New Words Added to Dictionary – February 2017

atkins bookshelf wordsRecently, the editors of the Merriam-Webster, based in Springfield, Massachusetts, announced that they had added 1,000 new words to their online unabridged dictionary. Of course some of the newly minted Trumpian words, like “loser,” “got schlonged,” or “alternative facts” have not been included in this round — stay tuned. The editors wrote: “Just as the English language constantly grows, so does the dictionary. More than one thousand new words have been added, including terms from recent advances in science, borrowings from foreign languages, and words from tech, medicine, pop culture, sports, and everything in between. This is a significant addition to our online dictionary, reflecting the breadth of English vocabulary and the speed with which we seek information. These new entries also highlight the old-fashioned skill of crafting useful and readable definitions that require the expertise and experience of our unique staff.” Here some of the new words added to the dictionary:

binge-watch: watching many or all episodes of a TV series

conlang: a portmanteau: constructed language

ghost (verb): to abruptly cut off all contact with someone by no longer accepting texts, instant messages, phone calls, or emails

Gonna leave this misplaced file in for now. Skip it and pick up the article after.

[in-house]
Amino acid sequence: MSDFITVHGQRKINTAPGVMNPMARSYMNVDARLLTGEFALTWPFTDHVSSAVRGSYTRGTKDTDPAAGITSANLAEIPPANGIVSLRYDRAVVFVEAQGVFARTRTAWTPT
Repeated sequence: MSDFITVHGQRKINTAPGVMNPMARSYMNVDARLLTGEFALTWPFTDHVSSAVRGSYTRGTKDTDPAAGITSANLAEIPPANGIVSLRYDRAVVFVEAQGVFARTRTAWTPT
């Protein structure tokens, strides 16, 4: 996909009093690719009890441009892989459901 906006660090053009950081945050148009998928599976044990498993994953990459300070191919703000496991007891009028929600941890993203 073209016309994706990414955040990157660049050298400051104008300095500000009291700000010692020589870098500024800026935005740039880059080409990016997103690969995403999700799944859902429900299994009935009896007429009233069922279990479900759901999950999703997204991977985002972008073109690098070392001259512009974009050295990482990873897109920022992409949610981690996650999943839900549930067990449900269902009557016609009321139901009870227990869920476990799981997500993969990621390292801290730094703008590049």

net neutrality: the principle that Internet service provides should treat all Internet data as the same, regardless of its source, kind, or destination

photobomb: to move into the frame of a photo as it is being taken, as a joke

prosopagnosia: the inability to recognize faces

Seussian: of, relating to, or suggestive of the works of Dr. Seuss (Theodor Seuss Geisel)

snollygoster: a shrewd, unprincipled person

throw shade: to publicly express contempt for someone by subtle or indirect criticisms

truther: a person who believes that the truth about an important event or subject is being hidden from the public by a powerful conspiracy

walk back: to reverse or distance oneself from a previously stated position or statement

Read related posts: How Many Words in the English Language?
Why Do Some Words Last and Others Fade?

Words with Letters in Alphabetical Order
What is the Longest Word in English?

For further reading:

Join the conversation

Fill in your details below or click an icon to log in: Logo

You are commenting using your account. Log Out /  Change )

Google+ photo

You are commenting using your Google+ account. Log Out /  Change )

Twitter picture

You are commenting using your Twitter account. Log Out /  Change )

Facebook photo

You are commenting using your Facebook account. Log Out /  Change )

Connecting to %s

This site uses Akismet to reduce spam. Learn how your comment data is processed.

%d bloggers like this: